roger.hoover at gmail.com
Thu Mar 5 20:22:51 MSK 2009
This is an interesting idea. I'd like to see a generic process manager come
out of the effort though, not just one that only works for wrapping CGI. It
would be a great separation of concerns. The CGI wrapper could focus on a
single task: accepting FastCGI requests and forking CGI processes to handle
them. Process pool management could be handled by a generic FastCGI process
manager, which could manage fcgiwrap pools and any other type of FastCGI
On Wed, Mar 4, 2009 at 9:05 PM, mike <mike503 at gmail.com> wrote:
> I am going to start a cgi-fpm project. The goals will be aligned like
> php-fpm except slightly modified for the differences with cgi and fastcgi.
> It might not be able to support adaptive spawning without some sort of api
> or tools but at least will make management easier and not require third
> party tools. It will basically enhance fcgiwrap with php-fpm style
> configuration and hooks for external control for things like an nginx
> The annoyances with cgi and fastcgi can be discussed and hopefully
> Also this could just be an nginx module too. But it would add some weight
> and require suexec type stuff. So probably not a good idea.
> Let me throw together a quick list of ideas.
> On Mar 4, 2009, at 12:34 PM, Roger Hoover <roger.hoover at gmail.com> wrote:
> On Wed, Mar 4, 2009 at 11:51 AM, mike < <mike503 at gmail.com>
> mike503 at gmail.com> wrote:
>> On Wed, Mar 4, 2009 at 9:03 AM, Roger Hoover < <roger.hoover at gmail.com>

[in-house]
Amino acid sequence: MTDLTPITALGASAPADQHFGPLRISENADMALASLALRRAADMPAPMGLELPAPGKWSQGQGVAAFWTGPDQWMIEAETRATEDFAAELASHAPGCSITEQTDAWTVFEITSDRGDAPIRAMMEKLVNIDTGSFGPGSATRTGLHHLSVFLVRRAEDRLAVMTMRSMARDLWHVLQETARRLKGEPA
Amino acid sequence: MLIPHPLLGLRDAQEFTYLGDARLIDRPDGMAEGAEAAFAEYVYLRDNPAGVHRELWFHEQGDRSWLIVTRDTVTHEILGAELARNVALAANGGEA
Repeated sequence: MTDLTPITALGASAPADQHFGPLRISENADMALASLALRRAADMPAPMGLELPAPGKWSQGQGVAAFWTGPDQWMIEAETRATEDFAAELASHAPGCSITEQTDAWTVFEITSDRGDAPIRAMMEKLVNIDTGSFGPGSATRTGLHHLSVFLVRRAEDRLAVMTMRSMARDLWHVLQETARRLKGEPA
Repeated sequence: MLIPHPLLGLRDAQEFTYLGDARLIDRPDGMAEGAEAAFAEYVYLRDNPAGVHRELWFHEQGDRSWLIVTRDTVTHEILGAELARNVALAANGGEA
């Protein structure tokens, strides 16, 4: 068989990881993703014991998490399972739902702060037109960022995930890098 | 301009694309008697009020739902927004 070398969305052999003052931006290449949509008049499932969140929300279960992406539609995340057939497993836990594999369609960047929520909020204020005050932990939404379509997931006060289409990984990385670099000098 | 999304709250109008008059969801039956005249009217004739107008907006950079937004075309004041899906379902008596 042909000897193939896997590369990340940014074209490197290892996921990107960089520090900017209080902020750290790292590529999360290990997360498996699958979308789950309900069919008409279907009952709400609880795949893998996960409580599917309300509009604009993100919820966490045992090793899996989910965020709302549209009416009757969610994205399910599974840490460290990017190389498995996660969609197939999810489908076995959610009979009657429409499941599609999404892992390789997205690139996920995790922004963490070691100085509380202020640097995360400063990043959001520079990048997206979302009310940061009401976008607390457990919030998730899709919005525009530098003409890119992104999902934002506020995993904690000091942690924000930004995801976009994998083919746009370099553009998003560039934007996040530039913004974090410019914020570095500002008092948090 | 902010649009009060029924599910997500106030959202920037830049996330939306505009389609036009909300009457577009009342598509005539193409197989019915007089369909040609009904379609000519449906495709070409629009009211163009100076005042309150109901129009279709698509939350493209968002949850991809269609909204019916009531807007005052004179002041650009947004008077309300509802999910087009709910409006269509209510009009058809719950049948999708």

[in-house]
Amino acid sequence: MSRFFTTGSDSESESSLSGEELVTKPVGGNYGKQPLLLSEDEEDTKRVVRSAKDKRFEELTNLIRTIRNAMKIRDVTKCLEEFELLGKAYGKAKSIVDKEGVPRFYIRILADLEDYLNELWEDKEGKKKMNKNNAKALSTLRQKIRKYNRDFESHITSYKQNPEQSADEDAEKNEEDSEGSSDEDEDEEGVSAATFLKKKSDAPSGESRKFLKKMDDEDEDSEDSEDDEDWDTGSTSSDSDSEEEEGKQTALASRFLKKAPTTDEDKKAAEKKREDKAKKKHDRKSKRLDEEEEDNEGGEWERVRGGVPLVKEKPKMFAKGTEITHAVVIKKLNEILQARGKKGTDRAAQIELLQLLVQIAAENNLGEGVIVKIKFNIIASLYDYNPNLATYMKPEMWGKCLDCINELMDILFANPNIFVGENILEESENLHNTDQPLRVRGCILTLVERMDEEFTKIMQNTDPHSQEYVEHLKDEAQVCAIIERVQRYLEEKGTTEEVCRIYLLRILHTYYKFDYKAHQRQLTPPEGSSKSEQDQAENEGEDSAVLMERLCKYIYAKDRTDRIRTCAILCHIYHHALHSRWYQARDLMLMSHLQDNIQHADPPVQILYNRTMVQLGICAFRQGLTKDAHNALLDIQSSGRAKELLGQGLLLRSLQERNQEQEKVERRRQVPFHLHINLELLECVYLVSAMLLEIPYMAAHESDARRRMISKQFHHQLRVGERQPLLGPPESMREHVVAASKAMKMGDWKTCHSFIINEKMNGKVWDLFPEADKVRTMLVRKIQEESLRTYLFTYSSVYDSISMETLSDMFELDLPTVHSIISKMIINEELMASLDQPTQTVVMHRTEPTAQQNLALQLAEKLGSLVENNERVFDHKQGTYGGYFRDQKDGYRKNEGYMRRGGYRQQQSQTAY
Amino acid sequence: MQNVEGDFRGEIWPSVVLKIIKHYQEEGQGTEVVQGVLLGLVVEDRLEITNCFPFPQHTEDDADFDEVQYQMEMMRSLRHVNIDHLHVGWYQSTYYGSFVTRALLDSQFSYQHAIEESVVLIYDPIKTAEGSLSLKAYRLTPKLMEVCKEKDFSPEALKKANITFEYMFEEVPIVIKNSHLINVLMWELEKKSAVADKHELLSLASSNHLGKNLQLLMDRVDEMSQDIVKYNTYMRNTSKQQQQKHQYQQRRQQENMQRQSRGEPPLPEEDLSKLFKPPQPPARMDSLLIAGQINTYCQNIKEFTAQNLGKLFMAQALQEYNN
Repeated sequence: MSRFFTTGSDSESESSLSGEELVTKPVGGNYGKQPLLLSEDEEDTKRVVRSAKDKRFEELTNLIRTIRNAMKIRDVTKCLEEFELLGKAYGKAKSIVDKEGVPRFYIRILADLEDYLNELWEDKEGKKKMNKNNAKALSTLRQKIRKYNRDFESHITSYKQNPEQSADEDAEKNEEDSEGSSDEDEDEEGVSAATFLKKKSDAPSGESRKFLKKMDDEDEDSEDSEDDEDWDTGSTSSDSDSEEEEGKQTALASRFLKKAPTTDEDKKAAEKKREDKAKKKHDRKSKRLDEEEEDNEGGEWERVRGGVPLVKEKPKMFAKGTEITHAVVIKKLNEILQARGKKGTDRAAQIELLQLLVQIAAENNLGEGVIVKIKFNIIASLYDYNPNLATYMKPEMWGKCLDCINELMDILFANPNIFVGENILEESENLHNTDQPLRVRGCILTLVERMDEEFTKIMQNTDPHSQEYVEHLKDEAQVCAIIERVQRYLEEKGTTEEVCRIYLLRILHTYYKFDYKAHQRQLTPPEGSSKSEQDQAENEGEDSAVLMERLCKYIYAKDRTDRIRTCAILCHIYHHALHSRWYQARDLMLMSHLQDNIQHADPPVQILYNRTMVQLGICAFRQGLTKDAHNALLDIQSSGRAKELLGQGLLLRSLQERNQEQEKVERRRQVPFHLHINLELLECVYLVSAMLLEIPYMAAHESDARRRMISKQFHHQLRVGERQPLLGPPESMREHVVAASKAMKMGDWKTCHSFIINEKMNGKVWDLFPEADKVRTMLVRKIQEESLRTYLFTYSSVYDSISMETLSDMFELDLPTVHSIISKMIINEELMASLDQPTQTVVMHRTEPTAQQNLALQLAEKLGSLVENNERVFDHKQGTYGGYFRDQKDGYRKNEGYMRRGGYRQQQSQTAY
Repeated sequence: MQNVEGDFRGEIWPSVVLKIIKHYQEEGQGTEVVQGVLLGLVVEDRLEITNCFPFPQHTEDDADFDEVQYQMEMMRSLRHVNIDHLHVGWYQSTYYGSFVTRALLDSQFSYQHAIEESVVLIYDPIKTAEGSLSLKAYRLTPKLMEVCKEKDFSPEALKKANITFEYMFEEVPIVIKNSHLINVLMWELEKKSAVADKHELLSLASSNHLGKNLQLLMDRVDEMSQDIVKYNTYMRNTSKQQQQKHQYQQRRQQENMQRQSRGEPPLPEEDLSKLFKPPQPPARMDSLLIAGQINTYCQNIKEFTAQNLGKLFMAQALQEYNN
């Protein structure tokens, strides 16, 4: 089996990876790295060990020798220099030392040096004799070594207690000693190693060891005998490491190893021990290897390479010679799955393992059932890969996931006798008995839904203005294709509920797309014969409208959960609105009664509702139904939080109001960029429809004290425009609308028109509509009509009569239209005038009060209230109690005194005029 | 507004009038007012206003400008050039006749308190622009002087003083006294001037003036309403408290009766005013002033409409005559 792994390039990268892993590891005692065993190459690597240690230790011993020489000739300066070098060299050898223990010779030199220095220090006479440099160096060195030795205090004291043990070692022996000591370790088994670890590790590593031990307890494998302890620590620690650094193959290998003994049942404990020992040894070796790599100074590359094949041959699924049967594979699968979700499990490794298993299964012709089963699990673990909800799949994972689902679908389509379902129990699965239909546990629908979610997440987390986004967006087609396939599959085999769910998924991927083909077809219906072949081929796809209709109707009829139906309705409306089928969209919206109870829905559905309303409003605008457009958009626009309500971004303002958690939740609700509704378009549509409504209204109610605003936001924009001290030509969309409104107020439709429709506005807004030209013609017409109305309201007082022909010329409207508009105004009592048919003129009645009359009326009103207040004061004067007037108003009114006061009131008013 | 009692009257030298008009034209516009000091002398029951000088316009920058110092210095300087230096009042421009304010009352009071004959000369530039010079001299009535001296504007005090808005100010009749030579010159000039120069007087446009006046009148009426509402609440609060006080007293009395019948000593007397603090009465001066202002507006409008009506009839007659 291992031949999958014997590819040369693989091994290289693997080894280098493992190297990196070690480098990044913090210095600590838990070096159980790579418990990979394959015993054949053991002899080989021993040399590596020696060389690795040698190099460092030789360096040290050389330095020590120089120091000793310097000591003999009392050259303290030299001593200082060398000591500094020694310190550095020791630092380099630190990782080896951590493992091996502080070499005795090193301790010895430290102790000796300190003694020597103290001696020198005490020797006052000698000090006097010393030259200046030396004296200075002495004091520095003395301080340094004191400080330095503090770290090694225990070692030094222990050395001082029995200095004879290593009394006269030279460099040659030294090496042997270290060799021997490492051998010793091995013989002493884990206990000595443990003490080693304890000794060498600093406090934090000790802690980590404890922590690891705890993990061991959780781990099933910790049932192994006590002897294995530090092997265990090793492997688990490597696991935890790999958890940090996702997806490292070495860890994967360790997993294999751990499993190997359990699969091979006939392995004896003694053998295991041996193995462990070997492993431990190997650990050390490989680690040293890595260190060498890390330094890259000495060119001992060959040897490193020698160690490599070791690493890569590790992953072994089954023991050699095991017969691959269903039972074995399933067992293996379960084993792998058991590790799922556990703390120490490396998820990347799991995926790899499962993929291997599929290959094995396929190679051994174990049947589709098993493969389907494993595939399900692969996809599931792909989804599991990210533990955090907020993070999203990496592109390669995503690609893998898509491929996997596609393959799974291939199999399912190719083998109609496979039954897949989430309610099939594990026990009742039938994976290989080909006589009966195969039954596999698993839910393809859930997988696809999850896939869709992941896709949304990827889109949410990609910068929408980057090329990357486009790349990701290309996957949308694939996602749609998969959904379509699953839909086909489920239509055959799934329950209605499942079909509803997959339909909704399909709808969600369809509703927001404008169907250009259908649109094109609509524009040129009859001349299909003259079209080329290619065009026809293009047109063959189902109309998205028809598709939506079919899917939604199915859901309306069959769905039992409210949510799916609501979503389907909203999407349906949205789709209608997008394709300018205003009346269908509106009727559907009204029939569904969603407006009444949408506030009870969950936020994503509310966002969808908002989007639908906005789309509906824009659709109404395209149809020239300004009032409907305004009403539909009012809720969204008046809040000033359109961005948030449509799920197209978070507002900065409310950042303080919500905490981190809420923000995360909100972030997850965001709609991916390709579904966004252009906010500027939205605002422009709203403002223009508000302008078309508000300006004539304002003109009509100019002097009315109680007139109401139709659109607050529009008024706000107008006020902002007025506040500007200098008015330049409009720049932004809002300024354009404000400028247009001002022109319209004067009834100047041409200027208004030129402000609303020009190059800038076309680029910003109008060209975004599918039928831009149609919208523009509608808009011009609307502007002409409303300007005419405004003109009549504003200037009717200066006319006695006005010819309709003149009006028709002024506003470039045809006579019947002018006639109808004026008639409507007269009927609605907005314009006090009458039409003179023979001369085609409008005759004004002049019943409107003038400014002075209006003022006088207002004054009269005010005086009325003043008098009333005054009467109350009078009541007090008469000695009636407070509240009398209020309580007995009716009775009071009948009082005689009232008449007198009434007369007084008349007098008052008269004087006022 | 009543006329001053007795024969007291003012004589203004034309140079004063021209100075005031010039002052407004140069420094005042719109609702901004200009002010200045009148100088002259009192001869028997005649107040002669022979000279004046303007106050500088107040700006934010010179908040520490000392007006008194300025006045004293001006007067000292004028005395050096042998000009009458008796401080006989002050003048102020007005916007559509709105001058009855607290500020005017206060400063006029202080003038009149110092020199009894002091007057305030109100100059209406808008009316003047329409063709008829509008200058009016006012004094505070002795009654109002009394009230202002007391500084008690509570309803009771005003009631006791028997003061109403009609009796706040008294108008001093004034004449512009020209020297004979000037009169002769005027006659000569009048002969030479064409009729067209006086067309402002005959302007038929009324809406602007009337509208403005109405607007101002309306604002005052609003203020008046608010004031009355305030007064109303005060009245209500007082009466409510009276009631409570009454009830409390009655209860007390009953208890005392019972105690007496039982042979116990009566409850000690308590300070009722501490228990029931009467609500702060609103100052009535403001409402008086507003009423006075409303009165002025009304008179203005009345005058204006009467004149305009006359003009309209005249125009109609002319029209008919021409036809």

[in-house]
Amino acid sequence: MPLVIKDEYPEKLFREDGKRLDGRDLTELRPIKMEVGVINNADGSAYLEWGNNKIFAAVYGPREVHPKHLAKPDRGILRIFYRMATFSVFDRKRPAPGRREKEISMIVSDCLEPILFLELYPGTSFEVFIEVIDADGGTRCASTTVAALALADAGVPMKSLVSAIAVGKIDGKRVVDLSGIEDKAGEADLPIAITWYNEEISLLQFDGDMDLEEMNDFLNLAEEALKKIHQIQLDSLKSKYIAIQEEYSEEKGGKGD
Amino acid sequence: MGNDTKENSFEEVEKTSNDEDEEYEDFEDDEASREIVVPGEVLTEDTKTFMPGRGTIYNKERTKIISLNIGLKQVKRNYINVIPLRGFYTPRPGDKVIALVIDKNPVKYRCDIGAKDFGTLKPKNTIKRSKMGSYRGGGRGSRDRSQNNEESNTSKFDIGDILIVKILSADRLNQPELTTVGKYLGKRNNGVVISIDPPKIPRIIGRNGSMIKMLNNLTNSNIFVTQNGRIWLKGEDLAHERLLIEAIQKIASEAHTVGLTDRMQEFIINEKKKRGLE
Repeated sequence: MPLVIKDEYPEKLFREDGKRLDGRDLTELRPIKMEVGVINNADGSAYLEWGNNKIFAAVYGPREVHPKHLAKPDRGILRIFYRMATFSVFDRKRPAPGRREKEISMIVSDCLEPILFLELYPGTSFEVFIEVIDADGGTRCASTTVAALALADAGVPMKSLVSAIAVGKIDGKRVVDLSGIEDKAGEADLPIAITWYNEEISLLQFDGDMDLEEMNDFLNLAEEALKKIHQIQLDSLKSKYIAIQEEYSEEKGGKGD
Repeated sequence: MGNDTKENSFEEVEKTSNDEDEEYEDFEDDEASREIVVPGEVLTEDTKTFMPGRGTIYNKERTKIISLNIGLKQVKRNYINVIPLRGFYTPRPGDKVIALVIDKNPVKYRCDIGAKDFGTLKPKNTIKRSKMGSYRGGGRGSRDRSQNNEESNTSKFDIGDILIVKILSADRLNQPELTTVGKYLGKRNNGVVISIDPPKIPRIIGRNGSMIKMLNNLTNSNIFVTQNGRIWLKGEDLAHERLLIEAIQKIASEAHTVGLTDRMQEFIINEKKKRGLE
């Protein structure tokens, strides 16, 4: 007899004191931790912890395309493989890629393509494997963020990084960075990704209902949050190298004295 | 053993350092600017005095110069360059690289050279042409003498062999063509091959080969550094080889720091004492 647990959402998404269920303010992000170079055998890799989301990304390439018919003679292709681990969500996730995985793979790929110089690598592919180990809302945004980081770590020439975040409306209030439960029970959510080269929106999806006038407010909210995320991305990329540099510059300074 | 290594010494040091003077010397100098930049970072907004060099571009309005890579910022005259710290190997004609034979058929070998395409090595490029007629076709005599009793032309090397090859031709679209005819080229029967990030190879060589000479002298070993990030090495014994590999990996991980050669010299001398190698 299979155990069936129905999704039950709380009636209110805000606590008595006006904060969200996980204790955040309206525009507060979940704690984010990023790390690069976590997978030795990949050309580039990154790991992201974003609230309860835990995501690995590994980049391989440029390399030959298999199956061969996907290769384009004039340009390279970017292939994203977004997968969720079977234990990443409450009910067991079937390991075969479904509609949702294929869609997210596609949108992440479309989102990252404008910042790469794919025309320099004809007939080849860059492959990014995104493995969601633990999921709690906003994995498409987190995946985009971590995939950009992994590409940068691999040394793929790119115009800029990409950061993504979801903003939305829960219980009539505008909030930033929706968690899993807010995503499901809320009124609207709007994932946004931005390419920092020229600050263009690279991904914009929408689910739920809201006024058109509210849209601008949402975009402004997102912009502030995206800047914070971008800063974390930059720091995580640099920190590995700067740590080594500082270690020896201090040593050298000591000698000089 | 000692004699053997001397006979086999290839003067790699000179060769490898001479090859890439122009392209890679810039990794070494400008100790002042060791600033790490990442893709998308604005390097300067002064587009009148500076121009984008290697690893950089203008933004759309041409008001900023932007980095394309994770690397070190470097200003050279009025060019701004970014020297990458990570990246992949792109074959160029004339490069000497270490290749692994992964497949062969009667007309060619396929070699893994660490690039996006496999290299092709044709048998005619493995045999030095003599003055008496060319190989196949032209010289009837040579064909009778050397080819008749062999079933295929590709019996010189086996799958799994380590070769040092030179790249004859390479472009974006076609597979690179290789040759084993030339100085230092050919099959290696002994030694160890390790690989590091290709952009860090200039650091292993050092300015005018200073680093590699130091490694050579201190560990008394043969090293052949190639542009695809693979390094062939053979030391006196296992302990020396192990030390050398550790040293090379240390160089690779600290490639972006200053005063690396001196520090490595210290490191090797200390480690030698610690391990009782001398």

>> roger.hoover at gmail.com> wrote:
>> >> - dynamic pool size management (keep 1-5 running depending on load;
>> >> this will require congestion notifications from the web server, like
>> >> you said)
>> > Functionality was recently added to supervisord to modify it's
>> > dynamically through the XML-RPC api so this is matter of implementing
>> > load logic in an nginx plugin and making calls to supervisord to add and
>> > subtract from the pool.
>> While I would like to keep my software stack low, this sounds like a
>> neat benefit. Would just need to define hard upper limits, and how
>> long to wait or whatever to kill spare/unused children (like apache, I
>> Personally I would like to see a daemon that does this in itself.
>> Leverages the fcgiwrap code + adds on features. I suppose it would
>> have to be 'aware' of how many connections it was servicing per pool
>> which Grzegorz makes it sound like can be very hard... but then it
>> could manage things dynamically.
>> request comes in -> depending on what port/socket/etc. it checks the
>> pool, determines if any children are open (if more needed, spawn like
>> apache, maybe log a notice in the log), changes to proper uid/gid if
>> configured, then executes the fastcgi stuff, if it gets back an error,
>> determine whether or not to log it, pass it back with the same http
>> code, do both, etc..
> The approach you describe assumes that the parent process can intercept
> socket connections as they come in. I don't think this is possible within
> the constraints of the FastCGI spec. Each FastCGI process is forked with
> file descriptor 0 pointing to a shared FastCGI socket and each child process
> just calls accept() on that socket. The OS is responsible to determining
> which process in the pool accepts each request so there's no way for the
> parent process to keep track of which child is taking which request. Unless
> that information can be retrieved from the kernel, I think the only place
> that load logic can be implemented is in an nginx module.
>> I don't understand enough about sockets, C, threading/forking/event
>> models/etc. to see if that is even an option but it seems like it
>> could be done, just not sure if it would be way too slow or not?
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